|(10 Sep 2020)
In August 2020, the Executive Office of Immigration Review (EOIR) proposed a new rule that would effectively eliminate administrative closure as a docket management tool for Immigration Judges. The EOIR justified this proposed rule by claiming that administrative closure has "exacerbated both the extent of the existing backlog of immigration court cases and the difficulty in addressing that backlog in a fair and timely manner."
TRAC analyzed the EOIR's claims as well as the historical data on administrative closure from 1986, and has just published its findings in a detailed report. The link to the report is below.
TRAC's detailed analysis of the court records on administrative closure yields four key findings.
First, administrative closure has been routinely used by Immigration Judges to manage their growing caseloads as well as manage the unresolved overlapping of jurisdictions between the EOIR and other immigration agencies. From FY 1986 to 2020, 6.1 percent (or 376,439) deportation and removal cases had been administratively closed during their lifespan. Each year, between 1 percent and 30 percent of cases are administratively closed, with high percentages of administrative closures during the Reagan and Bush Administrations in the late 1980s and early 1990s and during the Obama Administration between 2012 and 2016.
Second, TRAC finds that far from contributing to the backlog, administrative closure has helped reduce the backlog. If the 292,042 cases that are currently administratively closed and not yet recalendared were brought back onto the Court's active docket, this would suddenly increase the Court's active workload from its current backlog at the end of July 2020 of 1,233,307 cases to 1,525,349 cases. This would produce a 24 percent jump in the court's already clogged hearing schedules, pushing the resolution of other backlogged cases off for many additional months if not years.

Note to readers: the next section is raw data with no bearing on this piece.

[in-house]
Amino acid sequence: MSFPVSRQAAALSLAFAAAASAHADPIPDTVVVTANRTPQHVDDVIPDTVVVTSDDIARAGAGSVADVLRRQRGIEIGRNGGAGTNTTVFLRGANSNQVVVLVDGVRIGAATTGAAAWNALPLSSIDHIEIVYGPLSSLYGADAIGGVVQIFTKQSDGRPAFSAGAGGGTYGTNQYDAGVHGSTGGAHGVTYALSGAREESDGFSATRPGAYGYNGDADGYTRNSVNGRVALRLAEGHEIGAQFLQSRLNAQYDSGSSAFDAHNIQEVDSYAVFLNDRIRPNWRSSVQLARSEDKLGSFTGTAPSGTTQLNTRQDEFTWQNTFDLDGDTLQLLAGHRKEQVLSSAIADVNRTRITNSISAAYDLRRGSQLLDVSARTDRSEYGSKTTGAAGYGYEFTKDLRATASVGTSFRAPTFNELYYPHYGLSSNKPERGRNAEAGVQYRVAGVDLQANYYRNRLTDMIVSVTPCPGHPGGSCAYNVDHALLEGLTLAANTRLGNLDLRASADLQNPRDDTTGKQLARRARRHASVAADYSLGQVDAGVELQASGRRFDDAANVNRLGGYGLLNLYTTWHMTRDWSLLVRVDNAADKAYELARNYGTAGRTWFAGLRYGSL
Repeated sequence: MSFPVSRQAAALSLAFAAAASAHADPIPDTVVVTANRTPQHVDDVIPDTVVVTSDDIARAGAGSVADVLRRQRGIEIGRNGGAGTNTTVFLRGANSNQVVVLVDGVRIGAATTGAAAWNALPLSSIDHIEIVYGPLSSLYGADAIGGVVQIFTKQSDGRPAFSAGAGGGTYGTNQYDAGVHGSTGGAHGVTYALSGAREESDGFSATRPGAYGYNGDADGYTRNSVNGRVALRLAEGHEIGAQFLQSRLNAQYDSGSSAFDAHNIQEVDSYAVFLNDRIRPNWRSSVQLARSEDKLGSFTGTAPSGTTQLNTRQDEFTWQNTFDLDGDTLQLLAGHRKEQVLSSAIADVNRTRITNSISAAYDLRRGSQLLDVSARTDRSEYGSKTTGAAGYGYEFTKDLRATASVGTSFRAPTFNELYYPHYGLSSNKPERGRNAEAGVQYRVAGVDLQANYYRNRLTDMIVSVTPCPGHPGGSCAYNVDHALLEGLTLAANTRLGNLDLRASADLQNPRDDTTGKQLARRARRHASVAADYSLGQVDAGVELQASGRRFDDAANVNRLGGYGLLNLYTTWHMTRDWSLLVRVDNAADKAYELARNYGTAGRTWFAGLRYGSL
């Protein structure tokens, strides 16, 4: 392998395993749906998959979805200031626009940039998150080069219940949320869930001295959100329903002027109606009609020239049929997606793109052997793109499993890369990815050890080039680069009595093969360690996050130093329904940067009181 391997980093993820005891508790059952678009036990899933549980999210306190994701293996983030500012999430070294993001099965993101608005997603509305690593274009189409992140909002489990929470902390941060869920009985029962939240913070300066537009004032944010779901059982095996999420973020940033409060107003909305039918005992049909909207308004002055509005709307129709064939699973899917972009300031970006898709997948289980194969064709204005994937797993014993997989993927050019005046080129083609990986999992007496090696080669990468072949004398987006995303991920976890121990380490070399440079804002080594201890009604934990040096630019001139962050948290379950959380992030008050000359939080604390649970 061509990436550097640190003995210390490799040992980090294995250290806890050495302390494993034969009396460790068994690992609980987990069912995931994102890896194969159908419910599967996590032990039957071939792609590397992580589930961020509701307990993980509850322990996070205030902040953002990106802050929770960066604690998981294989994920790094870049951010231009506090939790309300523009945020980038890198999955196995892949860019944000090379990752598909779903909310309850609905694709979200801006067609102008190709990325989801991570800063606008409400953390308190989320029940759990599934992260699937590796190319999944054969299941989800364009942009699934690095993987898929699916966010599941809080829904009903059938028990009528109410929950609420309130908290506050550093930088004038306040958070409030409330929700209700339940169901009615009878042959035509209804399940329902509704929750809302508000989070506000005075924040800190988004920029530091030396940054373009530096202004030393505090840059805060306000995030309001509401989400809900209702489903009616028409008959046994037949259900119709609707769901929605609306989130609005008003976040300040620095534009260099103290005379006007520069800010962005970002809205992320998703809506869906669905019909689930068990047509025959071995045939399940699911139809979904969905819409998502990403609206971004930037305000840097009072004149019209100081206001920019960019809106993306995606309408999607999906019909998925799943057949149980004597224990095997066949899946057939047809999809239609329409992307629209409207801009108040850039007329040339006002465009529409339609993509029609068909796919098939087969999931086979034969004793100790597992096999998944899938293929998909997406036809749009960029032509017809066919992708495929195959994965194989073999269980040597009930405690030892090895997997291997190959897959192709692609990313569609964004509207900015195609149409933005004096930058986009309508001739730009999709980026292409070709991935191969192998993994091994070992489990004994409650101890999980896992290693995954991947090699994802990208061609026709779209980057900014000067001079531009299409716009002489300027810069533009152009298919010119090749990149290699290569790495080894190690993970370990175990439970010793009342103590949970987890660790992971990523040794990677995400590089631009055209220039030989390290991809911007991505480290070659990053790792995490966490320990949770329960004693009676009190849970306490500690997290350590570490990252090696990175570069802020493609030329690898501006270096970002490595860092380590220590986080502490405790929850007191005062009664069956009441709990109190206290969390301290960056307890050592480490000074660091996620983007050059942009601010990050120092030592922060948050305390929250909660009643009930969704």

Third, data from the Immigration Courts show that immigrants who obtain administrative closure are likely to have followed legal requirements and obtain lawful status. When cases were administratively closed, recalendared, and decided, most immigrants met the legal standard to remain in the country lawfully. For example, for those cases in which the government was seeking removal orders, six out of ten (60.1%) immigrants met the high legal threshold of remaining in the country. The largest proportion of these had their cases terminated since the Court ultimately found there were no longer valid grounds to deport them. Just three out of ten (30.3%) immigrants were ultimately ordered removed.
Fourth, the EOIR significantly misrepresented the data it used to justify this rule. Specifically, the agency claims to show low numbers of case completions during the Obama Administration and high numbers of case completions during the Trump Administration. In reality, the data behind this argument artificially eliminates cases that were administratively closed. Its argument also fails to recognize that average annual case completions per Immigration Judge have actually declined from 737 closures per judge to 657 per judge during the past four years, not increased, perhaps due to the changes introduced by the current Administration.
Read the full report at:
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